Some of the reported side effects of synthetic marijuana compounds include convulsions, kidney injury, toxicity to the heart, strokes and anxiety. So far, 20 deaths have been linked to the use of synthetic marijuana compounds, the researchers said.
Studies have found that these compounds tend to activate the CB1 receptor to a greater degree than does THC, suggesting that synthetic marijuana compounds have the ability to induce far more intense effects than marijuana, according to the review.
In addition, when some of these compounds are broken down in the body, their by-products also have the ability to activate the CB1 receptor, which could contribute to the increased toxicity of the drugs, they said. What’s more, because of their diverse structures, synthetic marijuana compounds may also activate other receptors besides CB1 and CB2 — which could explain why these drugs produce some adverse side effects that are not seen with marijuana, they said.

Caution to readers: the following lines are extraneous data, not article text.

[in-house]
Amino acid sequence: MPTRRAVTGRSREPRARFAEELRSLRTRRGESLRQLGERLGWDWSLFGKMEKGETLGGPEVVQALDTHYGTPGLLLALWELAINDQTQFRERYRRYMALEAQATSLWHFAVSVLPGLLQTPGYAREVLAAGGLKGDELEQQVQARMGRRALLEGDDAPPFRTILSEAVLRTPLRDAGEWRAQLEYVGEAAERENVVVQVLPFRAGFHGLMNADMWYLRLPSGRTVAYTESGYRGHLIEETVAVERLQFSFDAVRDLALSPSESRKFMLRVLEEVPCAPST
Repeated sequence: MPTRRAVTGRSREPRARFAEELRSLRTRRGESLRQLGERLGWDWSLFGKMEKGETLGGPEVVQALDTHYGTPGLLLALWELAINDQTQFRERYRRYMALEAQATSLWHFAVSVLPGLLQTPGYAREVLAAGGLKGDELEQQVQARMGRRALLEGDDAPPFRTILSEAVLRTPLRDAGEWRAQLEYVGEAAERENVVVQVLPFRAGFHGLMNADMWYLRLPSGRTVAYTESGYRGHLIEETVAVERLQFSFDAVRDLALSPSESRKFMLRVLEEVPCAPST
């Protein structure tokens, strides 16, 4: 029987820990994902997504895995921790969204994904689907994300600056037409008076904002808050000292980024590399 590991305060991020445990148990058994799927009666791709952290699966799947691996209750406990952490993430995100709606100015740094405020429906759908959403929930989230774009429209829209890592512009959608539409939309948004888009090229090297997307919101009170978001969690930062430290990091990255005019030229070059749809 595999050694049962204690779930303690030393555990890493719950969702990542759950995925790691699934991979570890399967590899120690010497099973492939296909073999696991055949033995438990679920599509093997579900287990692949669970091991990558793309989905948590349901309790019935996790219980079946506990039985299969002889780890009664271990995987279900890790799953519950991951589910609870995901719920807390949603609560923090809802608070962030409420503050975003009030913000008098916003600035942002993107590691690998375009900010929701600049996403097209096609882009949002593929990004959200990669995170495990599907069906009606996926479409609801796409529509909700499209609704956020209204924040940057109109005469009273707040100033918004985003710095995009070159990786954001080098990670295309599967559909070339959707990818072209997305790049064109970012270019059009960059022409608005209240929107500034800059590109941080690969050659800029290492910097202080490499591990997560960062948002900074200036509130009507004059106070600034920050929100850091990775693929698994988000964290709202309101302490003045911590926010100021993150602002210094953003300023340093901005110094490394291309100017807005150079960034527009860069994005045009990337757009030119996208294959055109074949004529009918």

The researchers also note that when people purchase synthetic marijuana compounds, they don’t know what’s really in the product that they are buying.
“Not only does the amount of the active pharmacological agent change with different batches of drugs, made by different labs, but the active compound itself can change,” said William Fantegrossi, a behavioral pharmacologist at UAMS. And there are usually a minimum of three different types of synthetic cannabinoids in a single product, the researchers said.